Journal of Soils and Sediments

, Volume 14, Issue 12, pp 2001–2018 | Cite as

Process-based modelling of erosion, sediment transport and reservoir siltation in mesoscale semi-arid catchments

  • Axel Bronstert
  • José-Carlos de Araújo
  • Ramon J. Batalla
  • Alexandre Cunha Costa
  • José Miguel Delgado
  • Till Francke
  • Saskia Foerster
  • Andreas Guentner
  • José Andrés López-Tarazón
  • George Leite Mamede
  • Pedro Henrique Medeiros
  • Eva Mueller
  • Damià Vericat



To support scientifically sound water management in dryland environments a modelling system has been developed for the quantitative assessment of water and sediment fluxes in catchments, transport in the river system, and retention in reservoirs. The spatial scale of interest is the mesoscale because this is the scale most relevant for management of water and land resources.

Materials and methods

This modelling system comprises process-oriented hydrological components tailored for dryland characteristics coupled with components comprising hillslope erosion, sediment transport and reservoir deposition processes. The spatial discretization is hierarchically designed according to a multi-scale concept to account for particular relevant process scales. The non-linear and partly intermittent run-off generation and sediment dynamics are dealt with by accounting for connectivity phenomena at the intersections of landscape compartments. The modelling system has been developed by means of data from nested research catchments in NE-Spain and in NE-Brazil.

Results and discussion

In the semi-arid NE of Brazil sediment retention along the topography is the main process for sediment retention at all scales, i.e. the sediment delivery is transport limited. This kind of deposition retains roughly 50 to 60 % of eroded sediment, maintaining a similar deposition proportion in all spatial scales investigated. On the other hand, the sediment retained in reservoirs is clearly related to the scale, increasing with catchment area. With increasing area, there are more reservoirs, increasing the possibility of deposition. Furthermore, the area increase also promotes an increase in flow volume, favouring the construction of larger reservoirs, which generally overflow less frequently and retain higher sediment fractions. The second example comprises a highly dynamic Mediterranean catchment in NE-Spain with nested sub-catchments and reveals the full dynamics of hydrological, erosion and deposition features. The run-off modelling performed well with only some overestimation during low-flow periods due to the neglect of water losses along the river. The simulated peaks in sediment flux are reproduced well, while low-flow sediment transport is less well captured, due to the disregard of sediment remobilization in the riverbed during low flow.


This combined observation and modelling study deepened the understanding of hydro-sedimentological systems characterized by flashy run-off generation and by erosion and sediment transport pulses through the different landscape compartments. The connectivity between the different landscape compartments plays a very relevant role, regarding both the total mass of water and sediment transport and the transport time through the catchment.


Connectivity Deposition Erosion Modelling Sediment transfer Semi-arid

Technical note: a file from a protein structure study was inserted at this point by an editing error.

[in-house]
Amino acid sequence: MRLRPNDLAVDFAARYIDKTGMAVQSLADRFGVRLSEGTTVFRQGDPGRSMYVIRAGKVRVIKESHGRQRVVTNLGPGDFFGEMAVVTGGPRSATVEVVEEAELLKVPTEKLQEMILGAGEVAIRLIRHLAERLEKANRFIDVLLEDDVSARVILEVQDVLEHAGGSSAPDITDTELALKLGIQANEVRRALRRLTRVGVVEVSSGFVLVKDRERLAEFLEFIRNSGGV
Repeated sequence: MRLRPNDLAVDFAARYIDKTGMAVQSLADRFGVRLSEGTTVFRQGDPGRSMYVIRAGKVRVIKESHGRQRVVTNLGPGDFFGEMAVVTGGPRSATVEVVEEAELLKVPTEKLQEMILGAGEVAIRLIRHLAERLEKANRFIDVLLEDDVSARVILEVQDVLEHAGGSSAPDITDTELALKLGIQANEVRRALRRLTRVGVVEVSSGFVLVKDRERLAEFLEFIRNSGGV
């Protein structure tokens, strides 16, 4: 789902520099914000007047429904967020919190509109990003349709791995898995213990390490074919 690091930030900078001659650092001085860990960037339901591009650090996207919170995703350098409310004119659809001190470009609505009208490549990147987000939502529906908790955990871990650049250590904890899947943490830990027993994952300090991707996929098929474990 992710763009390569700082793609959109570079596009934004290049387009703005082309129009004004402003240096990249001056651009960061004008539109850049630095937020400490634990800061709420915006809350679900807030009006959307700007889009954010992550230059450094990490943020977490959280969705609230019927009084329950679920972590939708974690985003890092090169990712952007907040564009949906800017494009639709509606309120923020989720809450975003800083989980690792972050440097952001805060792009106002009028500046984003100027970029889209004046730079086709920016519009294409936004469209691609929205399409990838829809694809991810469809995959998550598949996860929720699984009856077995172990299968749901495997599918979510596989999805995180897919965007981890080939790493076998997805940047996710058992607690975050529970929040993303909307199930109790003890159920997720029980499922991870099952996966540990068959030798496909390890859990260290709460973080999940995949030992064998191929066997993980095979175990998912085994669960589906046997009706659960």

This research was carried out in research projects including scientists from Brazil, Spain and Germany. The authors acknowledge funding from the Deutsche Forschungsgemeinschaft (DFG-Projects BR 1731/3, BR 1731/11, GU 987/5, FO 754/1), the Spanish Ministry of Science and Education (Consolider-Ingenio 2010 CSD2009-727 00065), the European Social Fund, the Brazilian Ministry of Education (CAPES) and the Brazilian National Council for Scientific and Technical Development (CNPq). Damiá Vericat’s research is supported by a Ramon y Cajal Fellowship from the Spanish Ministry (RYC-2010-06264). We further acknowledge the support by a number of very motivated and skillful students for without their help and enthusiastic work in the field and laboratories we could not have achieved all the results. We further want to thank Andreas Bauer for organizing and leading several instrumentations in the field and for finalizing the figures in this manuscript.

Supplementary material

11368_2014_994_MOESM1_ESM.docx (106 kb)
ESM 1 (DOCX 105 kb)


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Copyright information

© Springer-Verlag Berlin Heidelberg 2014

Authors and Affiliations

  • Axel Bronstert
    • 1
  • José-Carlos de Araújo
    • 2
  • Ramon J. Batalla
    • 3
  • Alexandre Cunha Costa
    • 5
  • José Miguel Delgado
    • 1
  • Till Francke
    • 1
  • Saskia Foerster
    • 7
  • Andreas Guentner
    • 8
  • José Andrés López-Tarazón
    • 9
  • George Leite Mamede
    • 6
  • Pedro Henrique Medeiros
    • 10
  • Eva Mueller
    • 1
  • Damià Vericat
    • 4
  1. 1.Department of Hydrology & Climatology, Institute of Earth and Environmental ScienceUniversity of PotsdamPotsdam-GolmGermany
  2. 2.Department of Agricultural EngineeringFederal University of CearáFortalezaBrazil
  3. 3.University of Lleida, Fluvial Dynamics Research Group -RIUSCataloniaSpain
  4. 4.University of Lleida, Fluvial Dynamics Research Group -RIUSCataloniaSpain
  5. 5.Campus da Liberdade Avenida da AboliçãoRedençãoBrazil
  6. 6.Campus da Liberdade Avenida da AboliçãoRedençãoBrazil
  7. 7.GFZ German Research Centre for GeosciencesSection 1.4 Remote Sensing, TelegrafenbergPotsdamGermany
  8. 8.GFZ German Research Centre for Geosciences, Section 5.4 Hydrology, TelegrafenbergPotsdamGermany
  9. 9.University of Lleida, Fluvial Dynamics Research Group -RIUSCataloniaSpain
  10. 10.Federal Institute of Education, Science and Technology of CearáMaracanaú, CearáBrazil

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